Chapter 13


This chapter tells of the "success" (increased wealth in money and flocks) Abraham and Lot had in Egypt. However, that was at the expense of Abraham's wife being a concubine (or later wife) of the Pharaoh. Because Pharaoh thought Abraham was Sarah's wife (Abraham lies about the marriage - even though they also were really step-siblings), Pharaoh starts having health problems and attributes that to Abraham. It really was caused by God because of Abraham. Now the Pharaoh throws the whole family out with all their possessions. Now they return to the land of Canaan to "start over again".

Gen. 13:1-7:

Abraham and Lot had become very rich since they left Haran. It is interesting to note the Hebrew for rich is "kabed" which means "heavy", burdensome", many, or difficult". So at the time they were leaving Egypt, they knew a problem was on its way from being "rich". They traveled through Negev and back to the original altar at the location of his former stay between Bethel and Ai. He may have gone back to this spot to literally start all over again. It is very interesting that even with the questionable following of God's directives to Abraham, Abraham still prospered. Even with the lies in Egypt; in fact, it was the lies in Egypt that helped him prosper. Since Lot was related to Abraham, the Pharaoh helped Lot prosper. When the group reached the previous altar area (between Bethel and Ai), it was obvious the land would not support Lot's and Abraham's flocks and herds. In that land were the Canaanites and the Perrizites. The Perrizites were villagers that lived in the open country. They were the grazers, farmers, and peasants of the time. They would later be driven out by the descendants of Abraham.

Gen. 13:8-12:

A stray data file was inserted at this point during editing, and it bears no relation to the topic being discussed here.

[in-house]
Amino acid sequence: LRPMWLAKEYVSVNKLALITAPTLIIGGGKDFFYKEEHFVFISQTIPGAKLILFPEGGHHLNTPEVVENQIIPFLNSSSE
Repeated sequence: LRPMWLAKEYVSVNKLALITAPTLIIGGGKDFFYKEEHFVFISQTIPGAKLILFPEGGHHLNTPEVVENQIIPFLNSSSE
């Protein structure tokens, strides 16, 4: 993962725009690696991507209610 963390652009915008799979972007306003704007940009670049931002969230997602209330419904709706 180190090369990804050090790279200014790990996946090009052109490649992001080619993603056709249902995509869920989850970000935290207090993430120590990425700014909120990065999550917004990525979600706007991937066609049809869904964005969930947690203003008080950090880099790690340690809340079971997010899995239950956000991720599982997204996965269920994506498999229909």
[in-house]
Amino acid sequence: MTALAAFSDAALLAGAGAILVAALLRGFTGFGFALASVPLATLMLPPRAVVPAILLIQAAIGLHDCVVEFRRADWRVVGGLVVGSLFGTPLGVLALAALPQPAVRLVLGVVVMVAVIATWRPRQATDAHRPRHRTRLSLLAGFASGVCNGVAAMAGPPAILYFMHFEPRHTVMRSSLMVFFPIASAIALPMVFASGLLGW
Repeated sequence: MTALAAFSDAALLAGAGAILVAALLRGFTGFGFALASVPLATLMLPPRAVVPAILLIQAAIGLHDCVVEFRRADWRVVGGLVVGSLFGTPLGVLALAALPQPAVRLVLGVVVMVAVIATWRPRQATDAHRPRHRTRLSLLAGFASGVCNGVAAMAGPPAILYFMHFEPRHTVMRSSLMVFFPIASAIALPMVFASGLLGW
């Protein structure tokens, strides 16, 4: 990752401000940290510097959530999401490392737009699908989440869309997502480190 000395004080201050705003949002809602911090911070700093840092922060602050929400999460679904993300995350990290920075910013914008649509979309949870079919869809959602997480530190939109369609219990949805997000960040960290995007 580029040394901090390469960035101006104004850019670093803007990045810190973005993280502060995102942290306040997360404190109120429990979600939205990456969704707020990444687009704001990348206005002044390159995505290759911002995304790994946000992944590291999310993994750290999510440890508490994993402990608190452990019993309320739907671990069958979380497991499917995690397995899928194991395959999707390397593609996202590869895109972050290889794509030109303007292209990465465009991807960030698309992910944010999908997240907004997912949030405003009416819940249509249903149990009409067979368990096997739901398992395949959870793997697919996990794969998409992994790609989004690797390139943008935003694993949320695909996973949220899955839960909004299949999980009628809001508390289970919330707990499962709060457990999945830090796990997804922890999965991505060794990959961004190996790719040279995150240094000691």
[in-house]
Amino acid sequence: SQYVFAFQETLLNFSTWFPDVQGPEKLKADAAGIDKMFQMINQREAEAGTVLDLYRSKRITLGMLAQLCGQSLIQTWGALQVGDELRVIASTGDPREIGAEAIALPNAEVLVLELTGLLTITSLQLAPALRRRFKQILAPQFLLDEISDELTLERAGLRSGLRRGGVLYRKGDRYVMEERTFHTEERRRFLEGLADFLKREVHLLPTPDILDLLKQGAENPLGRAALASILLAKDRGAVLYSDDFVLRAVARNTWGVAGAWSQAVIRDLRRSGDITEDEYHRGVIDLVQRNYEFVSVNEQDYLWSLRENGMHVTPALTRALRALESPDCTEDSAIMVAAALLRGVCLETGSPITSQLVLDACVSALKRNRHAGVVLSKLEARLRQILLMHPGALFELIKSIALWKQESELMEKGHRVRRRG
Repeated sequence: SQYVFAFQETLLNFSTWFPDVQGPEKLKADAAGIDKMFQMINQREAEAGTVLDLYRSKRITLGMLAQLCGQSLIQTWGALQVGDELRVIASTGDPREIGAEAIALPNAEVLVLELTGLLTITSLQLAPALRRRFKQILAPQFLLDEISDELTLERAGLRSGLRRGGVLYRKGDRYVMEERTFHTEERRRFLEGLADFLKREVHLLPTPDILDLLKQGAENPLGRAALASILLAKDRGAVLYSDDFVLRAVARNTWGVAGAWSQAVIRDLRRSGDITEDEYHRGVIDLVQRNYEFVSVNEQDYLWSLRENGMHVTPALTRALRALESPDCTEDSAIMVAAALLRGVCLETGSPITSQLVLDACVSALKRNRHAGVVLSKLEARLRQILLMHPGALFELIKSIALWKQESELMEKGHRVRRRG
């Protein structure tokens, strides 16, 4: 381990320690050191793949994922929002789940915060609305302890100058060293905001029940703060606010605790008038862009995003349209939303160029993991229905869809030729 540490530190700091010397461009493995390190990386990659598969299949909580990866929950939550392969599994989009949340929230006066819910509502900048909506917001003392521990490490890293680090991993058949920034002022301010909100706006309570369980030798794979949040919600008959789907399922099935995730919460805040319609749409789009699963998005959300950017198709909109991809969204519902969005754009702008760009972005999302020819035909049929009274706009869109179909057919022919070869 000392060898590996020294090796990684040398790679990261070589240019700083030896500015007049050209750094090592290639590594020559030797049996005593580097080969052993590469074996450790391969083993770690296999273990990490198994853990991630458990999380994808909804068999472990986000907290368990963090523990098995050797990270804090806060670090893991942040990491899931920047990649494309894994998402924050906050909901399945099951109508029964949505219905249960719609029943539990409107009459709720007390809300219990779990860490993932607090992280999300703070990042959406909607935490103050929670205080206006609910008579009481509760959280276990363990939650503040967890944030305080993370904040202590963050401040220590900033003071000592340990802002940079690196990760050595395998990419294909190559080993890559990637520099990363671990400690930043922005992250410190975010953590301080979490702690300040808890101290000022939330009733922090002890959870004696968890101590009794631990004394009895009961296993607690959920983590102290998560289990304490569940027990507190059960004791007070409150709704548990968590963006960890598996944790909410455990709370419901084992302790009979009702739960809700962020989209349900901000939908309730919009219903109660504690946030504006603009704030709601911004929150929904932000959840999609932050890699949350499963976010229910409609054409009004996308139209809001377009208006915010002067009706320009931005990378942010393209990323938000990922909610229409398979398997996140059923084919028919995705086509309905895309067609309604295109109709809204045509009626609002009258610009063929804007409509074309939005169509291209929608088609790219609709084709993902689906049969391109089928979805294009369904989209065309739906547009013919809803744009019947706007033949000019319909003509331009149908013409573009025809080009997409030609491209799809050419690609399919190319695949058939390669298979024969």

This is a point where it appears Abraham really is more considerate of someone other than himself. He and Lot had become rich. The land could not handle both of these persons' blessings. Abraham did not take the rights of the eldest and choose first. Abraham gave Lot the choice of land. Lot chose the land of Jordan known for its richness and water. This area at that time included the very wicked cities of Sodom and Gomorrah. Lot also left to live in Sodom. Abraham took what was left, which was the land of Canaan.

There is probably another spiritual reason for Abraham's and Lot's separation. Abraham and Sarah were chosen by God to start the lineage of the Hebrew peoples. From this lineage would come the Messiah, Jesus the Christ (Messiah, the anointed one). Throughout the Bible Old Testament (O.T.), God made in his own way separation of His chosen ones and all else. From this line would come the Savior. Abraham probably looked at the separation as a natural thing simply because of the conditions. However, God knew this would have to be.

Gen. 13:13-18:

The v. 13 gives a preliminary idea of the conditions in Sodom and Gomorrah. The men of Sodom and Gomorrah are historically heavily laden with homosexual activities. Since this is an abomination to the Lord, this problem with Sodom is being expressed at this time.

God now tells Abraham this is where He wants him to stay. He was told by God to look to the north, south, east, and west. This was the covenant land; this was Abraham's ultimate destination. Abraham now moves his living quarters to an area near Hebron called, again, the oaks of Mamre. This was probably also named after an owner named Mamre and because of the oak groves in the area.

Reflections on Chapter 13 as Related to Us Today

This is perhaps a major point in Abraham's life when he did not think of himself. It is very obvious that he loved Lot and other family members. When Abraham left Egypt, he was not definitely not a poor man. He had done very well in accumulating some riches (herds, gold, and silver). Pharaoh allowed Abraham to leave with everything. Lot also had many flocks. Abraham may have taken a positive step when he returned to the original altar that he had made when he first arrived in Canaan. This may have been a new "starting point" in his life. As time went on, he knew he and Lot had too many flocks to be maintained by the land. Someone had to go. Abraham told Lot to choose. There were very lush areas about which they both knew. However, Lot had first choice and took the valley of the Jordan (with Sodom and Gomorrah). Abraham took what was left.

Abraham called Lot and himself brothers. So he did not want any strife. I believe this might be one of the "easiest" decisions he had to make. It is not like he had nothing with what was left. Did he know what Lot would take? I think so. If we give choices to others, we probably have a good idea what the choice will be. But when we allow a choice, we must also accept that decision.

Return to Abraham Table of Contents Home Email to Bill